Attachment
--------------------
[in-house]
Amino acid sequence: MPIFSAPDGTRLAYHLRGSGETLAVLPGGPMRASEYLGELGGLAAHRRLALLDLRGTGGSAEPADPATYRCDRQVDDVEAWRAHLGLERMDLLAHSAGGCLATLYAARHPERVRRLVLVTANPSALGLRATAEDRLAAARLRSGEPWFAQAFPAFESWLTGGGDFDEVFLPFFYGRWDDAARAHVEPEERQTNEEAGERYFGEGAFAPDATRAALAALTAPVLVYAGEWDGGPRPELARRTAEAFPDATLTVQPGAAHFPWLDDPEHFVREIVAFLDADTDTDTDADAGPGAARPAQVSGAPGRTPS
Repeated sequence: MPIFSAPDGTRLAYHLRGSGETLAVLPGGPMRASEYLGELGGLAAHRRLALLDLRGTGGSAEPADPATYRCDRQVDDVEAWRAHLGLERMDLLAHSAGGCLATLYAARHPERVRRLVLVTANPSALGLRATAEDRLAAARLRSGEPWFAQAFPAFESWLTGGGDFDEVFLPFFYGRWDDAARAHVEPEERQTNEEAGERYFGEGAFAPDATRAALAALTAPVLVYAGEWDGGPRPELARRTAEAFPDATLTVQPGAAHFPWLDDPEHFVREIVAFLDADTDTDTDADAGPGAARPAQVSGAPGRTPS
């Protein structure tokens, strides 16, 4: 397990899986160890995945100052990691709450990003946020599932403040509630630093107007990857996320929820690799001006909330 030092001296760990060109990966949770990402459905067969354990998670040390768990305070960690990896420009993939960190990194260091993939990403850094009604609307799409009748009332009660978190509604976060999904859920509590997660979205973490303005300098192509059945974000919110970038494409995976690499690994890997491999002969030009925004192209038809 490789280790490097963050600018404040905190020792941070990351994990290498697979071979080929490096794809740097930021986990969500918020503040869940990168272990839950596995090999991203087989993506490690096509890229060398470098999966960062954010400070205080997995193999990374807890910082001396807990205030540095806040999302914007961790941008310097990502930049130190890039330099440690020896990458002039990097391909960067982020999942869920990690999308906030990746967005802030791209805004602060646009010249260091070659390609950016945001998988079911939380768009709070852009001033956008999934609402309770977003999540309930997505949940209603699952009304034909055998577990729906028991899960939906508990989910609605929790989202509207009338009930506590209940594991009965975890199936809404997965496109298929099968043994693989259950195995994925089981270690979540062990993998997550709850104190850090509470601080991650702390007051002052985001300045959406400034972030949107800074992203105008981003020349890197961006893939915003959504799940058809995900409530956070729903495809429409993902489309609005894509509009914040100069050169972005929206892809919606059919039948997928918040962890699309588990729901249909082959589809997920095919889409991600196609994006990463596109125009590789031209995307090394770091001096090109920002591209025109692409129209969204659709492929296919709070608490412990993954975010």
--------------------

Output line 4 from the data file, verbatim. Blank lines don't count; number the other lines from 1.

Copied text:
């Protein structure tokens, strides 16, 4: 397990899986160890995945100052990691709450990003946020599932403040509630630093107007990857996320929820690799001006909330 030092001296760990060109990966949770990402459905067969354990998670040390768990305070960690990896420009993939960190990194260091993939990403850094009604609307799409009748009332009660978190509604976060999904859920509590997660979205973490303005300098192509059945974000919110970038494409995976690499690994890997491999002969030009925004192209038809 490789280790490097963050600018404040905190020792941070990351994990290498697979071979080929490096794809740097930021986990969500918020503040869940990168272990839950596995090999991203087989993506490690096509890229060398470098999966960062954010400070205080997995193999990374807890910082001396807990205030540095806040999302914007961790941008310097990502930049130190890039330099440690020896990458002039990097391909960067982020999942869920990690999308906030990746967005802030791209805004602060646009010249260091070659390609950016945001998988079911939380768009709070852009001033956008999934609402309770977003999540309930997505949940209603699952009304034909055998577990729906028991899960939906508990989910609605929790989202509207009338009930506590209940594991009965975890199936809404997965496109298929099968043994693989259950195995994925089981270690979540062990993998997550709850104190850090509470601080991650702390007051002052985001300045959406400034972030949107800074992203105008981003020349890197961006893939915003959504799940058809995900409530956070729903495809429409993902489309609005894509509009914040100069050169972005929206892809919606059919039948997928918040962890699309588990729901249909082959589809997920095919889409991600196609994006990463596109125009590789031209995307090394770091001096090109920002591209025109692409129209969204659709492929296919709070608490412990993954975010």